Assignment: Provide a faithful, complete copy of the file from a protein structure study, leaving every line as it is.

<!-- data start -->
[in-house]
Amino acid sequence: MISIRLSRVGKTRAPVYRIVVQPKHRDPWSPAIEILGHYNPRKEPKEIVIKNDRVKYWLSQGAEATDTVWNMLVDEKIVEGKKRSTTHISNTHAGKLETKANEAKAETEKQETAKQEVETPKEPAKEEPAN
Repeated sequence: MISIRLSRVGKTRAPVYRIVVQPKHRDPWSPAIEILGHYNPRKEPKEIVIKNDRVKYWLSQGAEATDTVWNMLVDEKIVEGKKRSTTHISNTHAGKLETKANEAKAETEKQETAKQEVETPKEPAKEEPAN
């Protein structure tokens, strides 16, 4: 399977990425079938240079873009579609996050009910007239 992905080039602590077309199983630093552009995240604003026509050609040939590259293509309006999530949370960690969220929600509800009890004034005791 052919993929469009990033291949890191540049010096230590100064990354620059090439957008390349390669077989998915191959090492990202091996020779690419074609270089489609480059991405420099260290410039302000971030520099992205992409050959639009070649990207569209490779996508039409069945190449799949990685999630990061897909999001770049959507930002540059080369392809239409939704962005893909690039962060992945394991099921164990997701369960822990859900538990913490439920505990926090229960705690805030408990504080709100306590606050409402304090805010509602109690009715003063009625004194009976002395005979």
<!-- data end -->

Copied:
[in-house]
Amino acid sequence: MISIRLSRVGKTRAPVYRIVVQPKHRDPWSPAIEILGHYNPRKEPKEIVIKNDRVKYWLSQGAEATDTVWNMLVDEKIVEGKKRSTTHISNTHAGKLETKANEAKAETEKQETAKQEVETPKEPAKEEPAN
Repeated sequence: MISIRLSRVGKTRAPVYRIVVQPKHRDPWSPAIEILGHYNPRKEPKEIVIKNDRVKYWLSQGAEATDTVWNMLVDEKIVEGKKRSTTHISNTHAGKLETKANEAKAETEKQETAKQEVETPKEPAKEEPAN
């Protein structure tokens, strides 16, 4: 399977990425079938240079873009579609996050009910007239 992905080039602590077309199983630093552009995240604003026509050609040939590259293509309006999530949370960690969220929600509800009890004034005791 052919993929469009990033291949890191540049010096230590100064990354620059090439957008390349390669077989998915191959090492990202091996020779690419074609270089489609480059991405420099260290410039302000971030520099992205992409050959639009070649990207569209490779996508039409069945190449799949990685999630990061897909999001770049959507930002540059080369392809239409939704962005893909690039962060992945394991099921164990997701369960822990859900538990913490439920505990926090229960705690805030408990504080709100306590606050409402304090805010509602109690009715003063009625004194009976002395005979």